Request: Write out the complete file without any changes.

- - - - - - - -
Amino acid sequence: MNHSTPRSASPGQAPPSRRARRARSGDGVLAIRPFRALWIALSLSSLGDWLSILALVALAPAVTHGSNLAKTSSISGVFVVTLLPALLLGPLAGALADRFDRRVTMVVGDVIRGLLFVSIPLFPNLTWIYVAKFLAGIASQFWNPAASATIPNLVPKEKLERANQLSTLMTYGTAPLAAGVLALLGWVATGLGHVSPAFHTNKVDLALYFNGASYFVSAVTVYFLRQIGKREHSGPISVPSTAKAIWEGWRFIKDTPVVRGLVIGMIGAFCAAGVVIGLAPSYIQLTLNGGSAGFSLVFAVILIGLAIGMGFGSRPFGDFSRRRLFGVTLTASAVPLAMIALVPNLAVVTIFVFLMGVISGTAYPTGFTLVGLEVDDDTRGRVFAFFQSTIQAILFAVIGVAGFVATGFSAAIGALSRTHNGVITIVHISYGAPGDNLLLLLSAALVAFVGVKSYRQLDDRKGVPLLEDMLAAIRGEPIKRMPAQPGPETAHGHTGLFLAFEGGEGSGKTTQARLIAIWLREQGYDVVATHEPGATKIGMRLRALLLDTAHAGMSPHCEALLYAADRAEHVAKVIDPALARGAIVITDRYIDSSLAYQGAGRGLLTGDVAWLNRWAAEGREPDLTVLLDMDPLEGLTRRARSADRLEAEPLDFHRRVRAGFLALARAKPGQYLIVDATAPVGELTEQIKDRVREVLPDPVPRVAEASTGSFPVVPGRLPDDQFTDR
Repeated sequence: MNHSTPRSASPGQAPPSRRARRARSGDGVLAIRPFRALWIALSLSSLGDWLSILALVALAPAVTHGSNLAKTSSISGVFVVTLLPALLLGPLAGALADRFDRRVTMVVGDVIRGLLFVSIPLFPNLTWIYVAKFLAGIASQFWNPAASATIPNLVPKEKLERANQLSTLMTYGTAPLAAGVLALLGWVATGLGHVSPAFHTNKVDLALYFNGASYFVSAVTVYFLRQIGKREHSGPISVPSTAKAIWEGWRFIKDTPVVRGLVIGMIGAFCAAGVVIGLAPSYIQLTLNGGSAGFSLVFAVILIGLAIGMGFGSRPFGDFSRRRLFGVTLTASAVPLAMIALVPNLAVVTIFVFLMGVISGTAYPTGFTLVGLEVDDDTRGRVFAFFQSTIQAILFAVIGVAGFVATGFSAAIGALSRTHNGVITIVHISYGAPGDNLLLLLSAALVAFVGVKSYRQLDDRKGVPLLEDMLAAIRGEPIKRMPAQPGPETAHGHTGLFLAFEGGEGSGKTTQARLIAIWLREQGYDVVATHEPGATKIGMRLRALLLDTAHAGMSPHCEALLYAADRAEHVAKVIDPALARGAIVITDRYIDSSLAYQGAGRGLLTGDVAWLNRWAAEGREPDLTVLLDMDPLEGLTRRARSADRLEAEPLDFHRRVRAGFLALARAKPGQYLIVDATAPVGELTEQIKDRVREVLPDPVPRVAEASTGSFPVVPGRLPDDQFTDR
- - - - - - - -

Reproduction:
Amino acid sequence: MNHSTPRSASPGQAPPSRRARRARSGDGVLAIRPFRALWIALSLSSLGDWLSILALVALAPAVTHGSNLAKTSSISGVFVVTLLPALLLGPLAGALADRFDRRVTMVVGDVIRGLLFVSIPLFPNLTWIYVAKFLAGIASQFWNPAASATIPNLVPKEKLERANQLSTLMTYGTAPLAAGVLALLGWVATGLGHVSPAFHTNKVDLALYFNGASYFVSAVTVYFLRQIGKREHSGPISVPSTAKAIWEGWRFIKDTPVVRGLVIGMIGAFCAAGVVIGLAPSYIQLTLNGGSAGFSLVFAVILIGLAIGMGFGSRPFGDFSRRRLFGVTLTASAVPLAMIALVPNLAVVTIFVFLMGVISGTAYPTGFTLVGLEVDDDTRGRVFAFFQSTIQAILFAVIGVAGFVATGFSAAIGALSRTHNGVITIVHISYGAPGDNLLLLLSAALVAFVGVKSYRQLDDRKGVPLLEDMLAAIRGEPIKRMPAQPGPETAHGHTGLFLAFEGGEGSGKTTQARLIAIWLREQGYDVVATHEPGATKIGMRLRALLLDTAHAGMSPHCEALLYAADRAEHVAKVIDPALARGAIVITDRYIDSSLAYQGAGRGLLTGDVAWLNRWAAEGREPDLTVLLDMDPLEGLTRRARSADRLEAEPLDFHRRVRAGFLALARAKPGQYLIVDATAPVGELTEQIKDRVREVLPDPVPRVAEASTGSFPVVPGRLPDDQFTDR
Repeated sequence: MNHSTPRSASPGQAPPSRRARRARSGDGVLAIRPFRALWIALSLSSLGDWLSILALVALAPAVTHGSNLAKTSSISGVFVVTLLPALLLGPLAGALADRFDRRVTMVVGDVIRGLLFVSIPLFPNLTWIYVAKFLAGIASQFWNPAASATIPNLVPKEKLERANQLSTLMTYGTAPLAAGVLALLGWVATGLGHVSPAFHTNKVDLALYFNGASYFVSAVTVYFLRQIGKREHSGPISVPSTAKAIWEGWRFIKDTPVVRGLVIGMIGAFCAAGVVIGLAPSYIQLTLNGGSAGFSLVFAVILIGLAIGMGFGSRPFGDFSRRRLFGVTLTASAVPLAMIALVPNLAVVTIFVFLMGVISGTAYPTGFTLVGLEVDDDTRGRVFAFFQSTIQAILFAVIGVAGFVATGFSAAIGALSRTHNGVITIVHISYGAPGDNLLLLLSAALVAFVGVKSYRQLDDRKGVPLLEDMLAAIRGEPIKRMPAQPGPETAHGHTGLFLAFEGGEGSGKTTQARLIAIWLREQGYDVVATHEPGATKIGMRLRALLLDTAHAGMSPHCEALLYAADRAEHVAKVIDPALARGAIVITDRYIDSSLAYQGAGRGLLTGDVAWLNRWAAEGREPDLTVLLDMDPLEGLTRRARSADRLEAEPLDFHRRVRAGFLALARAKPGQYLIVDATAPVGELTEQIKDRVREVLPDPVPRVAEASTGSFPVVPGRLPDDQFTDR